Finding a DUI Attorney With Experience Matters
If you’re reading this, you’ve likely been arrested recently on a DUI charge. If that’s the case, you need to act quickly if you want a chance at avoiding conviction. The punishments and penalties for a DUI can be severe and have an enormous impact on your life. If you put together a viable defense, there’s a chance you can get the criminal charges reduced or dismissed and/or avoid a suspended driver’s license. It is crucial that you understand your possible defenses under Utah DUI laws if you want any chance at avoiding a DUI conviction. Professional input from a DUI attorney is highly recommended.
I am a former Administrative Law Judge with experience presiding over thousands of administrative DUI proceedings. I give you the best chance to obtain a favorable plea agreement to lesser charges (e.g., Impaired Driving or Reckless Driving charges), a plea in abeyance on certain DUI charges, no jail time or bail bond, no costly supervised probation, no expensive requirement to install an Ignition Interlock Device, a dismissal of charges, or an acquittal at trial. Make the investment of hiring a knowledgeable DUI attorney to navigate the confusing and complicated criminal court and administrative hearing DUI process.
This “affirmative defense” may be available when the defendant was unaware they were intoxicated while driving. (Note: the defendant must raise and prove an affirmative defense.) A common example of involuntary intoxication is drinking a beverage believed to be alcohol-free, such as a “spiked” punch bowl at a party.
There are three statutory affirmative defenses to a metabolite DUI where the defendant drove with a measurable controlled substance or that drug’s metabolite (i.e., byproduct) in their body. Defendant can show that they: (1) had a valid doctor prescription; (2) “involuntarily ingested” the drug; or (3) otherwise “legally ingested” the drug. To illustrate this last affirmative defense, an out-of-state driver arrested for Metabolite DUI in Utah may be able to convince a Utah jury that the, e.g., marijuana or its metabolite in their blood or urine was actually used or ingested in their home state where marijuana use has been legalized, but not in Utah. (See Utah Code Section 41-6a-517.)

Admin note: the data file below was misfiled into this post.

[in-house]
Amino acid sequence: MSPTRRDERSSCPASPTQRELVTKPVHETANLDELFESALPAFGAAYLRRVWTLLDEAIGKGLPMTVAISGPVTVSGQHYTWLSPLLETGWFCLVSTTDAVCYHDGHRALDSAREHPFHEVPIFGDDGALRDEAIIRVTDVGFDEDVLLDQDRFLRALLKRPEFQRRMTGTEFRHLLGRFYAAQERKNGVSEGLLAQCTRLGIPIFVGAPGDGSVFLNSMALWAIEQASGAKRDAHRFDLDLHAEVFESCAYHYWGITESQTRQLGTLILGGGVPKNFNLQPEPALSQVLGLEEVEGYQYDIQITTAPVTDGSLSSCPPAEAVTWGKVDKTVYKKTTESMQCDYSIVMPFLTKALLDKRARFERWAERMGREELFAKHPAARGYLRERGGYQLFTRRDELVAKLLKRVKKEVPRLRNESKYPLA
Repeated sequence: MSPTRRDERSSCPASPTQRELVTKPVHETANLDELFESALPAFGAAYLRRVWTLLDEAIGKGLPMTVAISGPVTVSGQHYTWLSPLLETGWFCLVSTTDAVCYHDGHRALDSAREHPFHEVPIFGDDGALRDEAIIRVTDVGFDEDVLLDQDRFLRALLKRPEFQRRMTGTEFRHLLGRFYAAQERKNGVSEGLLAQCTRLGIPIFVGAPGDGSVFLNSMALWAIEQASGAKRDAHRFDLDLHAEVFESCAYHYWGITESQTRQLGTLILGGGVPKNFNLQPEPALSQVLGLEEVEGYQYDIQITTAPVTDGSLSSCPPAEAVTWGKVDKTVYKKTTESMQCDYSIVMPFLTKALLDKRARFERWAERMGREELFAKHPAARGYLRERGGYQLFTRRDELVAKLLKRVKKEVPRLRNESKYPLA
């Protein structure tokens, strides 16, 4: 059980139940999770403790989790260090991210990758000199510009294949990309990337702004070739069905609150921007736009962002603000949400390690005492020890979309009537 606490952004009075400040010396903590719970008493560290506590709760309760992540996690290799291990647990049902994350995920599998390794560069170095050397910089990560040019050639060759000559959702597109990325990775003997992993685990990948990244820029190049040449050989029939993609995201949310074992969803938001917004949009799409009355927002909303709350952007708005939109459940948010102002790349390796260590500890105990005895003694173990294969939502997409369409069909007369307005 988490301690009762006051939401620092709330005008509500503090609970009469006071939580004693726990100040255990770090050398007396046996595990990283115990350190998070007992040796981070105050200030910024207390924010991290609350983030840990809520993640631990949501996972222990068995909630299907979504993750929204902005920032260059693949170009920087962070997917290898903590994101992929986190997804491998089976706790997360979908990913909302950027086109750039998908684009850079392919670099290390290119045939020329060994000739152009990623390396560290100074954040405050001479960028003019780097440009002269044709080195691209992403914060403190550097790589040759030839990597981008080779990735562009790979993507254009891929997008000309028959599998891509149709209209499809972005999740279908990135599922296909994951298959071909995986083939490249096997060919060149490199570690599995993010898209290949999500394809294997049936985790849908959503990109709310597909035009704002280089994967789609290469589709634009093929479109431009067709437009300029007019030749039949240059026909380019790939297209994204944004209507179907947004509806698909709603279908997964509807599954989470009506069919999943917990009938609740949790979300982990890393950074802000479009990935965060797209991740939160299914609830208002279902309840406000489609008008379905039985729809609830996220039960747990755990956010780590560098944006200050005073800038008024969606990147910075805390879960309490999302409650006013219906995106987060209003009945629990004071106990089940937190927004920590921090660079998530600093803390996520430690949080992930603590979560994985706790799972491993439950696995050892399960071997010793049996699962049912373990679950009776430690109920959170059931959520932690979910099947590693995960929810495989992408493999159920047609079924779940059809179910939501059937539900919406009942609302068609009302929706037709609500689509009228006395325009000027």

In rare cases, the Doctrine of Duress may present itself as an affirmative defense to DUI. Duress is when the defendant is facing risk of serious injury or death- specifically by the actions (e.g., threats) of other persons- and is forced to drive while intoxicated. For example, if someone is forced to drive while intoxicated at gunpoint, that is a viable defense against a DUI charge.
Another uncommon defense is the Doctrine of Necessity or “choice of evils’” defense, which refers to someone driving only because it was the lesser of two evils. In order for this affirmative defense to be successful, the defendant must provide sufficient evidence that they had no other alternative but to drive and that the “greater evil” that was being avoided was more serious than the potential harm caused by DUI. As an example, Steve lives in a rural location with no cell service and no means of immediately contacting anyone. His son has a severe allergic reaction and Steve is the only person available to drive his son to the hospital. If he is stopped and charged with DUI, he can raise necessity as a valid defense.